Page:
Games go on without a hiccup. I love Hearthstone (big fan of the original World of Warcraft trading card game here), and playing it on the LGV20 is an absolute joy because of the large screen and great sound.
The phone body
First off, a confession – I hate bad design when it comes to tech. I like tacky things, but my phone has to feel great, look great, and work with a minimum of friction. The LGV20 ticks all those boxes – it’s got a military grade metal case that screams premium and has a nice heft to it. It also provides the phone with shock protection, making it ideal for people who drop their phones often (i.e. me). It's said that it's able to withstand drops from up to 4 feet thanks to the detaching battery cover, which disperses the shock. It gives owners that extra feeling of security. That's great to have especially considering that this is a device that costs P35,990.
The screen is among the best I’ve seen on a phone. It’s huge, it’s bright, and the colours are rich and vibrant. Things just seem to jump out at you. I do a ton of reading on my phone, and I love it for going through my RSS posts on Feedly, as well as my saved articles on Pocket.
That big bright screen has a caveat, though: I’ve recently stopped buying paperback books and shifted to reading completely on the Kindle app on my iPhone 6 Plus. Long reading sessions can be a bit tiring on the eyes, but are manageable. When i tried to do the same on the LG V20, I just found that my eyes got tired a bit quicker than usual – maybe I was just getting used to the LG V20’s slightly bigger screen and brightness, but it’s something to consider if you suffer from eye strain constantly. Having said that, reading in short bursts on the LG V20 is an enjoyable experience.
A unique quirk that the LGV20 has is a secondary display on the upper right. It displays stuff like date and time, battery level, and other statuses, and you can swipe it to access other controls such as the media player, flashlight, WiFi on/off, Bluetooth on/off, and so on. It’s a nice feature to have, but I don’t think it’s necessary or as capable as, say, the edges in the Galaxy S7 Edge.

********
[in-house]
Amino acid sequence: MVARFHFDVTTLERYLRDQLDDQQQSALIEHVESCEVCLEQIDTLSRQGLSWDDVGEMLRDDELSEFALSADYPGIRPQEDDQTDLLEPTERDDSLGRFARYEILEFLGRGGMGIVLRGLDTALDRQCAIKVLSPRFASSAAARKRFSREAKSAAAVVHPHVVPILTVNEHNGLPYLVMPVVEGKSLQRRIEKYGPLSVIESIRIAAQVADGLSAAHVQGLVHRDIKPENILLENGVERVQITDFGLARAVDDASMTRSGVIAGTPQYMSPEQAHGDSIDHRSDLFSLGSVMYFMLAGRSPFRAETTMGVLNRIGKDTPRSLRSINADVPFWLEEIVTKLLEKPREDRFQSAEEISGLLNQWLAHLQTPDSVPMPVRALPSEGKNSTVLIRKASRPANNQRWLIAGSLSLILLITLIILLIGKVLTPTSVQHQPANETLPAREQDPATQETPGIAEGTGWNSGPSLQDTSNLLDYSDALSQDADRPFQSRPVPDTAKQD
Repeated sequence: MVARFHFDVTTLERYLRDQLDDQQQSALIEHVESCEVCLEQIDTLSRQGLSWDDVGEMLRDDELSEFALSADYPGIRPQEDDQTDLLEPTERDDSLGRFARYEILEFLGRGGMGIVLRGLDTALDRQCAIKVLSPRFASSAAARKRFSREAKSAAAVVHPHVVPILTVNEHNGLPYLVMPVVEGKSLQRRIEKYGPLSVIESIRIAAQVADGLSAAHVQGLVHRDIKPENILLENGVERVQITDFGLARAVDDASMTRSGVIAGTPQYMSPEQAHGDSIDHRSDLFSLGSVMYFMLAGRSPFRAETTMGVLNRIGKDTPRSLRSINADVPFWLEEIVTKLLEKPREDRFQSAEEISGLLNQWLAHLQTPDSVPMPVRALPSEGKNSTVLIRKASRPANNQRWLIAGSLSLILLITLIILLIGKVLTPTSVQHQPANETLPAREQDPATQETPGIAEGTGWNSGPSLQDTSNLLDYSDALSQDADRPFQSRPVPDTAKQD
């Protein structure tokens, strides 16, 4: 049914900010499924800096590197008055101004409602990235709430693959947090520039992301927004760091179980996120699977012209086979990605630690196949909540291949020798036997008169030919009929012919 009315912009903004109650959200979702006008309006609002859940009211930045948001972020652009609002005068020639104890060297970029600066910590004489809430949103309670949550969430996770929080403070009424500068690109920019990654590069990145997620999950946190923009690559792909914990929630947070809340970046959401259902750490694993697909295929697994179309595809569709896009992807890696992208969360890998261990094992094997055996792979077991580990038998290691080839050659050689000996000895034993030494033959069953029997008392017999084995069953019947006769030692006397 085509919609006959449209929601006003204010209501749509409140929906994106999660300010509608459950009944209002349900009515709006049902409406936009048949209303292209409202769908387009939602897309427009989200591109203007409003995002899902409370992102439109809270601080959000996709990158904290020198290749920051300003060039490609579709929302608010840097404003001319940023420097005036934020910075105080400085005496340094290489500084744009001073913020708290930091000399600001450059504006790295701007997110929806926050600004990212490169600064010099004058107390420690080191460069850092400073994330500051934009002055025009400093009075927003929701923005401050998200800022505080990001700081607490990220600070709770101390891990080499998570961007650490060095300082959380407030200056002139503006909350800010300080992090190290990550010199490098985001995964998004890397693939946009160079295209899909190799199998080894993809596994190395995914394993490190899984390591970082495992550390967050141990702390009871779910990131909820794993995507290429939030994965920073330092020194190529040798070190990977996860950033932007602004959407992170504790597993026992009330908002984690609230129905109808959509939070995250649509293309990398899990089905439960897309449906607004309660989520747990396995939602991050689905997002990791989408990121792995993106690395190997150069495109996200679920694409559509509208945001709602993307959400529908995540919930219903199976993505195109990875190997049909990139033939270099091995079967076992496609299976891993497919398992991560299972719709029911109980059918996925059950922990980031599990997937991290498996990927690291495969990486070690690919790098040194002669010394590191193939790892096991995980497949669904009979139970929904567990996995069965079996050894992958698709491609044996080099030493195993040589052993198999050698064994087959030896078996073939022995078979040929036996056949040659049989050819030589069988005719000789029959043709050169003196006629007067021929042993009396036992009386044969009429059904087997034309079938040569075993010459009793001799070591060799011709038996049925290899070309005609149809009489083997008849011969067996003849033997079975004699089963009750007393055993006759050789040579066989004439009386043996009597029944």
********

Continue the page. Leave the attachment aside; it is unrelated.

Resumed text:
Finally, let’s get to the triple camera set-up on this phone. The front-facing camera is a 5-megapixel wide-angle one, and while it’s cool for taking group photos because you can fit more people in the frame, it does tend to distort your face. It has a slimming result as an effect, though, so that could be to your liking.
The rear cameras are a lot better – there’s a 16-megapixel and an 8-megapixel wide-angle lens in the back, and you can switch between these two whenever you want. I particularly like the wide-angle lens because it’s got that GoPro look to it that just makes photos during gigs and travel look cooler.
You’re able to set the cameras to different modes such as panorama, slo-mo, multi-view, as well as auto for those who don’t like to tinker too much. There are also full manual modes for both video and photo, which is great news for those who want to have more control over their photography.
The LGV20 is an eye opener, not just to the quality and performance of LG phones, but to the maturity of the Android system as a whole. If you’re an Apple fanboy who’s grown tired of the lack of innovation out of Cupertino, I personally think that Android could very well be the way forward – virtual reality, while available on both platforms, seems to be more readily identified with Android instead of iOS, simply because Google paved the way forward for mainstream adoption of VR.
If you’re looking for a new Android smartphone, the LG V20 should be on your shortlist. If you’re coming from iOS and looking for a less expensive alternative to the Samsung Galaxy S7 Edge and the Google Pixel XL, the LG V20 comes highly recommended. – Rappler.com
Joey Santos is a DJ/producer and an online educator. He is the Content Creative at Digital DJ Tips, the world's largest training site for Digital DJs, where he produces tutorials and gear reviews, and is the course tutor for Music Production For DJs and Virtual DJ 8 Made Easy.